Tuesday, November 17, 2015

Unofficial Palenque

My first day in Palenque I'd planned on spending an hour in the ruins, but ended up spending most of the day wandering around the jungle and the ruins both. So I thought I'd seen most of what there was to see - but with a little bit of luck involved, I ended up getting to hear the unofficial side of things as well.

After I got back from a long day of wandering around and a huge, piping hot bowl of meat, beans, and veggies, I went back to my little hut by the stream, put on some music, and sat back and rested. It wasn't long before I heard a bit of a giggle from what sounded like right outside my window...

Sure enough, it was the Italians again. They'd arrived in Palenque after a grueling day on the bus that included a five hour standstill for a protest, but we agreed to meet up in a bit for some dinner at the restaurant. When I went over to get them at their room, they were sitting and chatting with two American, bald, motorcycle riders who were heading down the Pan American highway as well.

Gene and Evan had taken off from Albuquerque and headed down on a similar route to mine. I'm honestly pretty surprised we hadn't run into each other before Palenque given how similar our routes were, but they were spending a bit more time in each place but seeing a few less places. They were both on KLR's, one green and one orange (jealous), so we sat and traded stories for a bit before heading to the restaurant.

The restaurant was a little on the full side when we got there, so the hostess aimed to seat us off to the side - but the Italians were having none of that, and had them set up a new table in the back of the main area so we could be closer to the band and the music. That turned out to be fortuitous, as it put us right next to a little craft shop. The woman who made the crafts was from Quebec, so we traded a few French words, and I talked a little bit with her daughter.

Super cute, and she loved seeing herself on the screen.
After a while I was glancing around at the store, and I noticed a sign...

But first, a step back. When I was in Puerto Escondido and first met the Italians, we were out partying and ran into an Australian bachelor party. While I was talking to the Australians, one of the guys told me to ask around at "the bar" ("I don't remember which one, but it's the main one") in Palenque for the special tour, and then gave me two names. They're brothers, he said, and they do an amazing tour of the jungle. I wrote it down knowing I'd never remember otherwise, and then forgot about it until I got to Palenque. When I realized I wasn't going to actually be in Palenque proper at all, only at the El Panchan, I kind of gave up on trying to find these guys since I clearly wasn't going to be at "the bar."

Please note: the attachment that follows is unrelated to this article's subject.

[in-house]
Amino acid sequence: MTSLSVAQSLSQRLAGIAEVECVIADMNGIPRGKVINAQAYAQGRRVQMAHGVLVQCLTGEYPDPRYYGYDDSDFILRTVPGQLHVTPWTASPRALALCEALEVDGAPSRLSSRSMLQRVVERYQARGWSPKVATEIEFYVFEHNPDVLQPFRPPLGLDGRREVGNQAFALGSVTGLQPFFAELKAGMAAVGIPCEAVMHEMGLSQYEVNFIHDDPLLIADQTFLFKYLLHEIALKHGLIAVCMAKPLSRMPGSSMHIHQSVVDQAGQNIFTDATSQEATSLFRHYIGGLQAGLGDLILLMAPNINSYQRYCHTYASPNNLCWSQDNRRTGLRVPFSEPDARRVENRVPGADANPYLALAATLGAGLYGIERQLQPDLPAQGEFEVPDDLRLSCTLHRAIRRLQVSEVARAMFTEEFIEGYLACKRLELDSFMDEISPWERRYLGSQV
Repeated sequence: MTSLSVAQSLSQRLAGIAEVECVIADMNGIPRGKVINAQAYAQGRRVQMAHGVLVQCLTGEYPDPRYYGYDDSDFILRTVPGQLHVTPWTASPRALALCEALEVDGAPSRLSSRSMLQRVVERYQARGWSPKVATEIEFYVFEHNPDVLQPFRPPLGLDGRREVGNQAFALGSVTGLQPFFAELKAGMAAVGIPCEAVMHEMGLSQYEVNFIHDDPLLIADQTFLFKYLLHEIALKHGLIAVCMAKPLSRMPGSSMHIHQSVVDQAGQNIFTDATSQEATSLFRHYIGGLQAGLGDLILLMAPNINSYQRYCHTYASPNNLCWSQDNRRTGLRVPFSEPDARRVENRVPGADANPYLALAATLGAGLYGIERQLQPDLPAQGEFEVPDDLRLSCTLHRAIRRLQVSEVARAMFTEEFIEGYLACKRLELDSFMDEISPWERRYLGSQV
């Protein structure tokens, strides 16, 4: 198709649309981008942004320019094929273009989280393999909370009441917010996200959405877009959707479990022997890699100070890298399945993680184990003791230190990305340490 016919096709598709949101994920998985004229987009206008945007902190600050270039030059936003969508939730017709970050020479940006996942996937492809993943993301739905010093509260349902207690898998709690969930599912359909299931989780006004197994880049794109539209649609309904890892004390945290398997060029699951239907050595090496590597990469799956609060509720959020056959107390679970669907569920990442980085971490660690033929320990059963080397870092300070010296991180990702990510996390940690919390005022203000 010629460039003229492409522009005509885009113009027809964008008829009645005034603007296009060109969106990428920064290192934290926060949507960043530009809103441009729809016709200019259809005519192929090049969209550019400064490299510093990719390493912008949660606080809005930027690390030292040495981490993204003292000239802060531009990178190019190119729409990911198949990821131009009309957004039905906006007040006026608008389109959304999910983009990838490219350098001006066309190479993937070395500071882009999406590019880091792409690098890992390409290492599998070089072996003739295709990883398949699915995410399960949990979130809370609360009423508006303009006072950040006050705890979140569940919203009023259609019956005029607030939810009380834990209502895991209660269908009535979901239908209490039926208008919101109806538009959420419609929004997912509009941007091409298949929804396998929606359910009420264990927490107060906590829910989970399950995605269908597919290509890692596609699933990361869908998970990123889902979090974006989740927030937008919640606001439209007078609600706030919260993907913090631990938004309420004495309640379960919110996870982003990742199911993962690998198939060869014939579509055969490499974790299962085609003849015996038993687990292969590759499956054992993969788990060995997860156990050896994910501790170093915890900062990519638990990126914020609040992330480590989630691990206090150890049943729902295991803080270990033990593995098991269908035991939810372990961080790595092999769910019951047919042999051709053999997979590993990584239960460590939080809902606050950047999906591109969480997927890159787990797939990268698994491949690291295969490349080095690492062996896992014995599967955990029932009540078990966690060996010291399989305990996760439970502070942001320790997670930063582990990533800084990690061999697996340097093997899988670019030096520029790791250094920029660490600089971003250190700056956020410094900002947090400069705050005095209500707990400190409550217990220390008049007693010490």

So we're sitting at dinner, at this table they set up specifically for us, and I look over and see a sign. "Jungle tours" it says, and down at the bottom are the same two names that the Australian gave me.

I'll say I probably got a bit more excited than I should have, but I quickly tried to explain in Spanish to the Italians about it, and then in English to the Americans. As I was gesturing excitedly at the sign, a man walked up and said hi - it was one of the brothers. We chatted for a bit about the tour, and within a few minutes all five of us had decided we wanted to go.
Side note: I'm avoiding using the names for Google reasons. I think they'd probably be okay with it, but we talked about it some and it seemed like, while he didn't mind it being on the internet, he preferred word of mouth advertisement. If you're headed that way, I'll definitely give you the info. For now I'll refer to our guide as G.
After we made our plans, I ended up leaving the restaurant kind of early (10pm) to walk over to a nearby hotel and meet up with a Dutch couchsurfer to chat for a while. She had been traveling for the past 3 years, and was working at the hotel there for a while in exchange for housing and food, affording her lots of opportunities to explore and enjoy Palenque. We talked for a bit, drank a few drinks, waited out a pretty hard rain, and pretty soon I looked at the time and it had gotten to be 4am without me noticing! So I called a cab (the half-hour walk over there was bad enough at 10pm) and crawled back into bed.

Morning went a little slowly after that late of a night, so my first thing on the schedule was to meet up for the tour at 1pm. While we were waiting for G to prepare everything, we ran into the hotel's resident monkey, and the staff even gave us a banana to feed him.

He had some cookies for dessert too.

Stuffing his face.
Got to say hi to this girl again before going on the hike, she even paused her hula-hooping attempts to take a quick picture.